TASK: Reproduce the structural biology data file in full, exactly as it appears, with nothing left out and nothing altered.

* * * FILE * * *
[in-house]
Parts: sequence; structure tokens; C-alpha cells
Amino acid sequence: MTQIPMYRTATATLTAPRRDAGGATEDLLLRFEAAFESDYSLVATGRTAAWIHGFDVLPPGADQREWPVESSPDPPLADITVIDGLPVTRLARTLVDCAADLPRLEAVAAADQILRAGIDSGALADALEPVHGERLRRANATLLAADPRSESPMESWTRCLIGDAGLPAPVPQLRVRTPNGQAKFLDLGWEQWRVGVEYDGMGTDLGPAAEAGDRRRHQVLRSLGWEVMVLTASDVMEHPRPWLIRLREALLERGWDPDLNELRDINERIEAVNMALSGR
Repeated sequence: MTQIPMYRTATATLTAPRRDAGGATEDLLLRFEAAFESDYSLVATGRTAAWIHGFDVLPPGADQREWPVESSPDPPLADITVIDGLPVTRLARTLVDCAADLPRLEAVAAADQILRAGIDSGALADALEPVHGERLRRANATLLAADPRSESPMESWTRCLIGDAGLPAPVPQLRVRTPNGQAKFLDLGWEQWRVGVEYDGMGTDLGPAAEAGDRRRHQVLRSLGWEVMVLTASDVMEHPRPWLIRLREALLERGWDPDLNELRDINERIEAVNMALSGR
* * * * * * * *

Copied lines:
[in-house]
Parts: sequence; structure tokens; C-alpha cells
Amino acid sequence: MTQIPMYRTATATLTAPRRDAGGATEDLLLRFEAAFESDYSLVATGRTAAWIHGFDVLPPGADQREWPVESSPDPPLADITVIDGLPVTRLARTLVDCAADLPRLEAVAAADQILRAGIDSGALADALEPVHGERLRRANATLLAADPRSESPMESWTRCLIGDAGLPAPVPQLRVRTPNGQAKFLDLGWEQWRVGVEYDGMGTDLGPAAEAGDRRRHQVLRSLGWEVMVLTASDVMEHPRPWLIRLREALLERGWDPDLNELRDINERIEAVNMALSGR
Repeated sequence: MTQIPMYRTATATLTAPRRDAGGATEDLLLRFEAAFESDYSLVATGRTAAWIHGFDVLPPGADQREWPVESSPDPPLADITVIDGLPVTRLARTLVDCAADLPRLEAVAAADQILRAGIDSGALADALEPVHGERLRRANATLLAADPRSESPMESWTRCLIGDAGLPAPVPQLRVRTPNGQAKFLDLGWEQWRVGVEYDGMGTDLGPAAEAGDRRRHQVLRSLGWEVMVLTASDVMEHPRPWLIRLREALLERGWDPDLNELRDINERIEAVNMALSGR